Knight is key to Bucks plan
The press conference was called to introduce Brandon Knight and Khris Middleton, but Milwaukee Bucks general manager John Hammond stole the show. After all, it's been a long time since anyone associated with Bucks basketball talked about a championship caliber team.
Despite overhauling the roster and giving center Larry Sanders a long-term extension this summer, the key player to building any championship-caliber team at the Bradley Center will likely be Knight, the 21-year-old point guard and signature acquisition of the offseason for Hammond.
True, shooting guard O.J. Mayo may carry the bigger name and first round draft pick Giannis Antetokounmpo may carry the bigger upside, but Knight is what will make this work for the Bucks.
"I've had a chance to play and prepare against Brandon, and what he brings to the table is what a coach looks for, particularly at that position – the speed, the quickness, the ability to make shots, the ability to get into the lane, the ability to make other people better," Bucks head coach Larry Drew said.
"For me, it's important that that point guard is an extension of me because I put a lot on his shoulders and Brandon being 21 years old, it's going to be my job, it's going to my responsibility to take his game to another level."
Knight is 6-feet, 3-inches tall and a barrel chested 189 pounds. Last season, he took 30 percent of his shots at the rim, converting on 54 percent of them. Conversely, the point guard he was traded for – Brandon Jennings – took 24 percent of his shots at the rim and made just 49 percent.
He brings a physical nature to the point guard position Milwaukee has not seen since Sam Cassell. His stature also suits the current NBA game, a league that has transitioned into a point guard lead – especially in the Central Division and Eastern Conference.
That group is led by former league Most Valuable Player Derrick Rose (6-3, 190) in Chicago, Kyrie Irving (6-2, 180) in Cleveland, George Hill (6-2, 180) in Indiana and Deron Williams (6-3, 210) in Brooklyn.
Knight, who through two years has averaged 13.1 points, 4 assists and 2.6 turnovers in just 31.9 minutes per game, feels he's on the verge of being included in that conversation.
"I know I have the talent and the skill set and the physical stature to play with those guys," he said. "It's not a question. It's just a matter of me going out and doing it and having the opportunity to do so. It's a great situation for me and for the Bucks in general. We have a lot of new guys and we can grow together. I think we have a very good chance to be very good. I'm not going to say down the road, I think right away. As long as we come to work I'm not going to try to put off success. I'm going to try and expect it right away so that it can come faster."
Few players entered college with his high school pedigree, as he joined LeBron James and Greg Oden as the only two-time Gatorade National Player of the Year recipients in the award's history.
Then, in his one year at Kentucky, he led the Wildcats to the Final Four and was a finalist for the Bob Cousy Award, which goes to the best point guard in the country.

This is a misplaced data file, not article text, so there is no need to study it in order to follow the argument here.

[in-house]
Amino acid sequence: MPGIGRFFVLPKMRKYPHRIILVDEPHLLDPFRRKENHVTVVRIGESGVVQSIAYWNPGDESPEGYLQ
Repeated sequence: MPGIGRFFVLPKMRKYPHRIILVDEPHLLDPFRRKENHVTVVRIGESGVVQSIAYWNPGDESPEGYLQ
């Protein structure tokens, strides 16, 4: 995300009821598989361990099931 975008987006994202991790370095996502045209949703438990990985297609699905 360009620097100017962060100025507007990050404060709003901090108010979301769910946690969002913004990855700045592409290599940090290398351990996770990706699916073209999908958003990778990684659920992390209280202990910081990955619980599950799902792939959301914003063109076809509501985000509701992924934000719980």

Detroit picked him No. 8 overall in the 2011 draft and he made the All-Rookie first team and was selected to the Rising Stars game over All-Star weekend.
No Bucks on the roster have that sort base, such predictors for superstardom, as Knight.
Yet coming out of Detroit, he had been cast as a combination guard, a Monta Ellis-type. It's a label Knight doesn't understand.
"I don't really know," he said. "I feel like that label is just thrown on. One person will say it and it'll catch fire. For me, I have to think about it realistically. You're calling me a shooting guard, so OK, I take it, I survey it, and look at the direction of point guards in the league, and most of them shoot. Probably lot more than I do. And a lot of them score the basketball. The top point guards in our league today are known as scorers, so, where it came from I'm not sure, but it's something that happens and I know I'm a point guard and that's how I'm approaching it."
While there may be questions about his ability to truly be a distributor – he averaged just four assists a game at Kentucky as well – and become an overall more efficient player (11.9 career Player Efficiency Rating and 0.3 offensive win shares the last two years), one thing no one can question is his will to compete.
"There's a lot of places I can improve. I'm not going to sit here and say I'm perfect. I can improve defensively, on pick and rolls I can improve. Offensively, I can improve on being more efficient. Those are three areas right off the top of my head that I know I've been working on. Even shooting at the free throw line. Decision making. There are lot of places I can improve and I embrace that. I know that I've taken steps this summer in those areas."
That went away when he challenged 6-11, 250 Los Angeles Clippers center DeAndre Jordan in the paint on March 11.
It was, and will to continue to be, a "wow" moment but only because Knight went up for the ball too. It's something that earned him respect around the league.
"Brandon Knight is a tough player, man," Sanders said. "He plays really hard. Extremely hard. Every time I got a chance to play against him he's been a tough competitor."
Post a comment / write a review.
Disclaimer: Please note that Facebook comments are posted through Facebook and cannot be approved, edited or declined by OnMilwaukee.com. The opinions expressed in Facebook comments do not necessarily reflect those of OnMilwaukee.com or its staff.